40-50miles: The terrain starts to turn slightly like a zombie out of the walking dead, you can tell something's coming but you can get through it for now. You start to roll west and will notice the increase in air traffic, that's because you're not far from Gatwick. No holidays for you, you've got another 140 miles left for the weekend. There is one minor climb but if you've paced yourself well, Hornecourt Hill shouldn't be a bother but do start to fuel up and prepare for the Surrey Hills.
50-60miles: Rolling under Reigate, you're not far from the Queen climb of Surrey in the form of Box Hill. Unfortunately it's not in the route but it made global stardom when climbed in the 2012 London Olympics road race so is a climb on everyone's tick list. The lanes in these parts are quiet but again rolling. We would recommend not pushing on any rise as in the next 20 miles or so is where the real test lies. As you skip through Ockley, you'll thank or curse(depending on what sort of rider you are!) as you'll notice a 'giant' in these parts peaking at you in the distance. Leith Hill is controversially the highest point in South East England due to it's tower but it does offer some stunning views of the Downs and beyond.
60-70miles: You'll notice the non Revolution riders bear off the right to take on of the 8 approaches of Leith, you carry straight on through Forest Green, a cute little community nestled at the bottom of Leith. It's gel time though because it's the first of 2 tough climbs in quick succession. At Ewhurst. you will take a right onto Pitch Hill. It's a grind with the gradient often in the mid-teens and this is not even the hardest hill in this part of the Surrey Hills, to the left is Barhatch, an absolute ***** of a climb! There's a pub halfway up Pitch popular with walkers and MTBers, you might be tempted for a pint but you want to get to basecamp don't you?!
Polka Dot Challenge #4: Pitch Hill, Ewhurst, 1.6km, 17% max
70-80miles: After Pitch, you'll be descending down Houndhouse which is not the nicest of roads to descend down and is narrow in some parts, best to shake the legs off as another cretin of a climb is on the horizon. Before you tackle Combe Lane, the village of Shere is worth a stop. Popular with walkers and roadies, it is home to some lovely pubs and cafes if you want a taste of the Surrey life. Combe Lane is all about the hairpin. The gradient rises slowly as you ascend but just watch out for that hairpin, it's rumoured to hit 20% in these parts but the final ramp is short. It's gonna hurt either way so it might pay to get out of the saddle here. Give yourself a pat on the back because as far as major climbs go, it's over for today. Enjoy the descent down Staple and if it's a clear day, peak over to the right and you will see the skyline of the city you rolled out from many hours ago. The descent through Clandon is a fast one so if you're feeling tired, let the gradient carry you away and it''ll land you in Shere's brother from another mother Ripley.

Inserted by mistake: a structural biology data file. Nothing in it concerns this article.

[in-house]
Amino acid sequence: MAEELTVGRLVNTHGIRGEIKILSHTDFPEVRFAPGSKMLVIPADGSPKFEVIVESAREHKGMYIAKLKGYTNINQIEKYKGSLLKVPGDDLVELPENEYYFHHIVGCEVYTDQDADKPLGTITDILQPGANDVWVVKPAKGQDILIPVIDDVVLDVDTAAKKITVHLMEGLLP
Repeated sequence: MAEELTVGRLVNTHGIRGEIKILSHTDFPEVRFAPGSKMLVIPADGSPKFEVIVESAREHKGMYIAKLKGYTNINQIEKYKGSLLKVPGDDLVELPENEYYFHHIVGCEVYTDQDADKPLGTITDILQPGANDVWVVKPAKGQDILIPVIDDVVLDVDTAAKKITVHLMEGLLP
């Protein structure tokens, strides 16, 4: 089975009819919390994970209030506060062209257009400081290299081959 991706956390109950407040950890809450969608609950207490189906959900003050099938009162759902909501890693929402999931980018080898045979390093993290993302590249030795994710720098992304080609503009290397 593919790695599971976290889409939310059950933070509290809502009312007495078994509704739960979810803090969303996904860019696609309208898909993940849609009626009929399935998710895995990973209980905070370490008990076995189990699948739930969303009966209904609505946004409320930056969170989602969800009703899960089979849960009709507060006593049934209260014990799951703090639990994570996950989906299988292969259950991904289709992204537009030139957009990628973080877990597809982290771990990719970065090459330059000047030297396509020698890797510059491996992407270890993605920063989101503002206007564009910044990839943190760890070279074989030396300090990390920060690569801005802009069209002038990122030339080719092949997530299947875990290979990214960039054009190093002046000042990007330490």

Polka Dot Challenge #5: Combe Lane Shere, 1.5km, 19% max
80-90miles: The countryside paves way to some of Surrey's more built up towns. You're on the outskirts of Woking, a town which actually began our love for pro' cycling when it hosted a stage of the Tour Series. Seeing the pro's fly around a closed circuit at impressive speeds was an eye opener to us as to what a bike can do. You've changed direction again too and you're heading north towards the home for the evening. The roads around here are deceiving though, it can be a little undulating which will pull on any muscle fibre that's been hiding all this time. As you approach Longcross, look out for any movie scenes as the test track hidden in the woods have been the setting for some Bond films in the past.
90-100miles: We have a soft part for the part of 'West London' (we are outside the m25 but we only live a stones throw really from here!). Virginia Water is the home of many millionaires, go dream house hunting around here and if you fancy a spot of golf, you'll be passing the famous but hidden holes of Wentworth. Slight shame that you won't be cutting into Windsor Great Park as the traffic light roads and stunning views of Windsor Castle is worthy of any detour. Instead you'll be circling the road around the park. It can be a bit of a rat run for motorists and the undulating terrain means just be on your guard for any numpties on the road. One last landmark you'll be riding by is the childhood dream world of Legoland. But unless you're dying to build the Death Star in lego, roll on to Windsor and your nightcap at Windsor Racecourse. 100 miles over and out....for now!
For Day 2